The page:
Known as circular polarized light, or CPL, it's invisible to our eyes. Instead we rely on technological imaging to detect and represent it, as in the picture above. With eyes that could see CPL, the berries ofP. condensata would look something like this.
P. condensata's berries not only reflect CPL, but two types of it -- photons that spiral to the left, or to the right. This has never before been observed in any living tissue, writes Steiner's team, and may be just as remarkable as the berries' singularly intense hues.
As illustrated above, the cellulose fiber layers are not arranged haphazardly, but in precisely aligned configurations. These generate the berries' circular polarizations.
"The planes of the fibers rotate around," Steiner said. "Sometimes they rotate clockwise, at other times counterclockwise."
NASA’s Curiosity rover hasn’t been doing much roving lately. Instead, it’s been sitting pretty on Mars for the last week or so, waving its robotic arm all over the place.
One of Curiosity’s calibration targets can be seen in this image, zoomed in close using MAHLI. It is part of a larger plaque that helps adjust the camera’s color scheme (below).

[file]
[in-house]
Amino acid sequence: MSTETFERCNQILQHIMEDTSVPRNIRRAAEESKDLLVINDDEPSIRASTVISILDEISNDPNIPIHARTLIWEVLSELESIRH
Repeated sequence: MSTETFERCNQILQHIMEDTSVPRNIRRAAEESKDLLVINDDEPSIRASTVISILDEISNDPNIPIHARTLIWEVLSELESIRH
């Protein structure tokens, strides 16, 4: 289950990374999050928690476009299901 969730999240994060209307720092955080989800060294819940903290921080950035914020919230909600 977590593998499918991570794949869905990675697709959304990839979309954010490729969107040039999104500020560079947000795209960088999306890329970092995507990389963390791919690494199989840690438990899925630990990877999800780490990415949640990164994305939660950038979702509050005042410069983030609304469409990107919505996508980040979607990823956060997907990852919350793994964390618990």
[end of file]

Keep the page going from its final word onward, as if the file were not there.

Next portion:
I wonder why over those 45 years no one thought of carving out ice from the himalayan glaciers and sending it down to Bengal. I am pretty sure the shipment costs would have been less than the north america to calcutta route. Like
Sept. 13, 1833: Imported Ice Chills, Thrills India
1833: Nearly 100 tons of ice, cut in blocks from frozen New England lakes earlier in the year, arrives in Calcutta. The first shipment of ice imported to India soon fires up a market for cold drinks in a country unaccustomed to such a chilly luxury.
The historic four-month trip of the precious, perishable cargo was made possible by advances in ice harvesting and storage adopted and pioneered by Frederic Tudor, aka Boston’s “Ice King,” member of an influential Boston Brahmin family that had already built a lucrative business shipping Northeastern ice to the Caribbean and Europe.
Chief among the technological leaps was a horse-drawn metal ice plow invented byNathaniel Jarvis Wyeth that allowed mass-production of the substance.
Previously, slabs of ice had been hand-harvested by workers, who used axes and saws to hack the frozen water from Northern lakes during winter months. The labor-intensive undertaking made ice a luxury item that only the wealthy could afford.
Refrigerated merchant vessels hadn’t yet been invented, but advances in storage during shipping decreased the amount of ice lost due to melting.
An article titled “The Ice Trade Between America and India,” published in an 1836 edition of Mechanics’ Magazine, laid out in great detail the practices employed to prevent the ice from liquefying during months at sea: